Should cat rescuers be protected from themselves through laws?

Cat rescuers often use their hearts not their heads.

Cat rescuer

Successful and sustainable cat rescue has to be run like a business. There needs to be a business-like approach and this is the difficulty because many kind people who love cats want to help but on some occasions lack the necessary business skills and end up having a hard time coping emotionally .

Good intentions and a kind, tender heart are not enough if a rescue operation involves a largish number of cats.

I can envisage a cat rescuer being emotionally sandwiched between the desire to help unwanted cats and the difficulties of making it work because of financial constraints and the sheer workload.

Ruth Chiasson, the president of Thibodaux-based HOPE for Animals rescue says

“Their hearts are in the right place, but when you commit to rescuing an animal, you have to take care of it financially and physically”

I think she has made a good point and it begs the question whether cat lovers who are would-be cat rescuers sometimes need to be protected from themselves through state laws.

I am not a great fan of imposing laws on anyone least of all cat rescuers but when it goes wrong society has to fall back onto general animal welfare laws concerning animal cruelty when it might be better to have legislation which imposes some standards on cat rescue to ensure it is successful while protecting both cats and person. They need not be strict or harsh laws. They could be gentle and forms of guidance. Law can change behaviors. Law can be used proactively and they can protect animals (from abuse) and humans (from litigation).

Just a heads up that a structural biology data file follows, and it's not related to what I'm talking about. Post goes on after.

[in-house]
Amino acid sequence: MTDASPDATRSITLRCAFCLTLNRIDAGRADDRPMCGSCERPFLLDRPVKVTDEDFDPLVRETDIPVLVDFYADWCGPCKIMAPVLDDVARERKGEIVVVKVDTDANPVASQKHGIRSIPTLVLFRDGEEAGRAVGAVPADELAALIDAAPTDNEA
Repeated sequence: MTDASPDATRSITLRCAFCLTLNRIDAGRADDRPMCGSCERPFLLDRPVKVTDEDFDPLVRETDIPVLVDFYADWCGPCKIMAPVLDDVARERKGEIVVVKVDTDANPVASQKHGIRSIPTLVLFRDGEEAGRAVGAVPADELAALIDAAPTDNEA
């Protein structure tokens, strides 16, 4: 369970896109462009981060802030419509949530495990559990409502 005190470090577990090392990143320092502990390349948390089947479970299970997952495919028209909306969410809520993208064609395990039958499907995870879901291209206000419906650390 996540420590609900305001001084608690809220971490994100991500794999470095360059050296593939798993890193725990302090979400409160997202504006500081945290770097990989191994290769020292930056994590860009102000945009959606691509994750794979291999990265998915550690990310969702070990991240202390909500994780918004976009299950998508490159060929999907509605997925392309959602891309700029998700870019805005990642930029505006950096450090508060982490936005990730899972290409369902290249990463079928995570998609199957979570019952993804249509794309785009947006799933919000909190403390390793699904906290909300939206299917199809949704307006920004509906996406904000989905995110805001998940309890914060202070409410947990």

I have just written a short article on laws about trapping cats. They were created for the citizens of Ulster County, USA. They are useful and protect both cats and the people doing the trapping.

We are seeing some unhappy failures in respect of cat rescue. The Westberry saga was a high profile case. She was being prosecuted under animal cruelty laws. There are many others.

Laws for guidance

What if there were some guidance laws in place which placed restrictions on what she would have been allowed to do? A law to limit the number of rescue cats perhaps and a regulation which stipulates that a cat rescuer needs to be registered. There are other potential conditions that could be obligatory before a person is allowed to register as a cat rescuer such as proving (s)he has a workable business plan and some start up funding. Most businesses are governed by extensive regulations.

These thoughts are, in fact, more likely to become a reality in order to put an end to cat rescuers who become hoarders. However, they won’t be successful in protecting cats unless something is also done to reduce the number of unwanted cats being created and that may also require legislation.